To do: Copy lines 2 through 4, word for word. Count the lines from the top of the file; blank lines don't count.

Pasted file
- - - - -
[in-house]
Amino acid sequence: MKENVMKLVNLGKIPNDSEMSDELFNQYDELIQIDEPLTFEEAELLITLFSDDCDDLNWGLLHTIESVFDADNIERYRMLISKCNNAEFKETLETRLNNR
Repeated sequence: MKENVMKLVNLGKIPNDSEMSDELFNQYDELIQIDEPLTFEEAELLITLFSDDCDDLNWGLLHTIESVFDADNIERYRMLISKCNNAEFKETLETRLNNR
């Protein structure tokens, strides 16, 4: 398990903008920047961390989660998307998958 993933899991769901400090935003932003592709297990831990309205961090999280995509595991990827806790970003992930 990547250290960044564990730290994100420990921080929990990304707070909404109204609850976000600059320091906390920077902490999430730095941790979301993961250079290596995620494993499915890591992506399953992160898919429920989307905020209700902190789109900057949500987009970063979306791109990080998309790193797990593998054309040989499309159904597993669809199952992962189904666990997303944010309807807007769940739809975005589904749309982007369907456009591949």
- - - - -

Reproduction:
Amino acid sequence: MKENVMKLVNLGKIPNDSEMSDELFNQYDELIQIDEPLTFEEAELLITLFSDDCDDLNWGLLHTIESVFDADNIERYRMLISKCNNAEFKETLETRLNNR
Repeated sequence: MKENVMKLVNLGKIPNDSEMSDELFNQYDELIQIDEPLTFEEAELLITLFSDDCDDLNWGLLHTIESVFDADNIERYRMLISKCNNAEFKETLETRLNNR
């Protein structure tokens, strides 16, 4: 398990903008920047961390989660998307998958 993933899991769901400090935003932003592709297990831990309205961090999280995509595991990827806790970003992930 990547250290960044564990730290994100420990921080929990990304707070909404109204609850976000600059320091906390920077902490999430730095941790979301993961250079290596995620494993499915890591992506399953992160898919429920989307905020209700902190789109900057949500987009970063979306791109990080998309790193797990593998054309040989499309159904597993669809199952992962189904666990997303944010309807807007769940739809975005589904749309982007369907456009591949």